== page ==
“There are many things lawyers who volunteer with us can do, such as intake, placing cases with other attorneys and working free legal clinics where lawyers give advise. We have between 100 and 150 attorneys in the Chattanooga area that regularly help out, but we need more,” she says.
Supreme Court Rule 50A, or the Pro Bono Emeritus Rule, goes into effect Jan. 1, 2011. Until then, Ruth hopes to convince as many of his retired or inactive colleagues as he can to begin providing much-needed legal services to the poor. His pitch will be simple: “It’s worth it.”
“This has been one of the most rewarding adventures of my life. Our clients don’t regard our services as entitlements; they desperately need help but can’t afford to pay for it,” he says.
Ruth says he feels as though he owes “the people of Tennessee, the bench and the bar” his services, as they were responsible for his success as a lawyer.
“I came from up east. Right out of college and the Army, I worked as an insurance adjustor, traveling the State of Delaware with a national insurer. In time, I decided I needed more education. A lawyer who had represented the company for which I was working encouraged me to go to law school. When I discussed the idea with my father, he said, ‘Go South!’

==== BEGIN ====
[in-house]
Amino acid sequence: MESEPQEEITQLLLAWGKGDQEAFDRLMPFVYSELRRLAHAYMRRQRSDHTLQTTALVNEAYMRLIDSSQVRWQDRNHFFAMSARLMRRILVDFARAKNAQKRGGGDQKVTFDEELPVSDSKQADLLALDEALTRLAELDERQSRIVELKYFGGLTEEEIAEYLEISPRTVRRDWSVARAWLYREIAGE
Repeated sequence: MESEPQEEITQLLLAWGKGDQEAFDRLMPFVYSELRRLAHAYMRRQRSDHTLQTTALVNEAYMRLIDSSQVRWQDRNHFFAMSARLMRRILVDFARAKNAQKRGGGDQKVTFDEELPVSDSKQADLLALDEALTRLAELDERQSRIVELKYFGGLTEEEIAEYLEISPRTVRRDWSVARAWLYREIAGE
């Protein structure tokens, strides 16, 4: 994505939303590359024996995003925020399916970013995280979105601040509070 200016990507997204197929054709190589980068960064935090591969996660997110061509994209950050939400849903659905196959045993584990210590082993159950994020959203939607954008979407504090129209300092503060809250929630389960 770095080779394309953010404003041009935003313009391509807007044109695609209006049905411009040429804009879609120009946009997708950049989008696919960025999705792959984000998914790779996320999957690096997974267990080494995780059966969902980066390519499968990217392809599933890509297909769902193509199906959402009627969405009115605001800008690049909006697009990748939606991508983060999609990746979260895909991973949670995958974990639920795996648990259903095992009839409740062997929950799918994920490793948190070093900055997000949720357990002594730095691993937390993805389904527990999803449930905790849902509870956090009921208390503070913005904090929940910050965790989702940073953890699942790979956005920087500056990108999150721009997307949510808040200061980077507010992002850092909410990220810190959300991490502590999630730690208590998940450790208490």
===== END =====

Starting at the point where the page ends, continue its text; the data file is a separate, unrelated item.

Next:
“He believed this is where the opportunities would be. So I applied to a variety of law schools in the South, and the first one to accept me was [the University of Tennessee] in Knoxville. When I came down to visit, I received such a great reception that, with the encouragement of my wife, I decided to attend UT. While I was there, I fell in love with the state and its people.
“From the time I graduated from law school in 1965 until I retired, the senior bar and the judges helped me and encouraged me to move forward in my practice. So I feel I owe something to them and the people of the State of Tennessee.”
Ruth not only takes cases on a pro bono basis, but also mentors younger and less experienced lawyers through Legal Aid. Jones says this is one of the perks of volunteering at the agency.
“When we place a case with an attorney who’s new to that issue, we’ll give them a mentor they can contact. So if a lawyer wants to do an adoption but has never handled a domestic relations case before, we’ll assign someone to help him through the process,” she says.
Ruth hopes some of his retired and inactive colleagues will do likewise, as the next generation of lawyers need their knowledge and expertise.
“Chattanooga has some of the best lawyers in the country, including Chicago, Atlanta and New York City,” he says.
Just like Ruth grew weary of sitting at home watching The History Channel, he hopes his contemporaries will tire of playing golf.
“That gets boring after a while. Retirement provides time that could be spent doing pro bono work and associating with young lawyers. I didn’t realize how much I’d learned in my years of practice, and how much I needed to pass on,” he says.
When the New Year arrives, Ruth says he hopes to be the first one to apply for Pro Bono Emeritus status. He won’t mind if there’s a long line in front of him, though.
For more information about Legal Aid of East Tennessee, visit www.laet.org.


Tennessee Press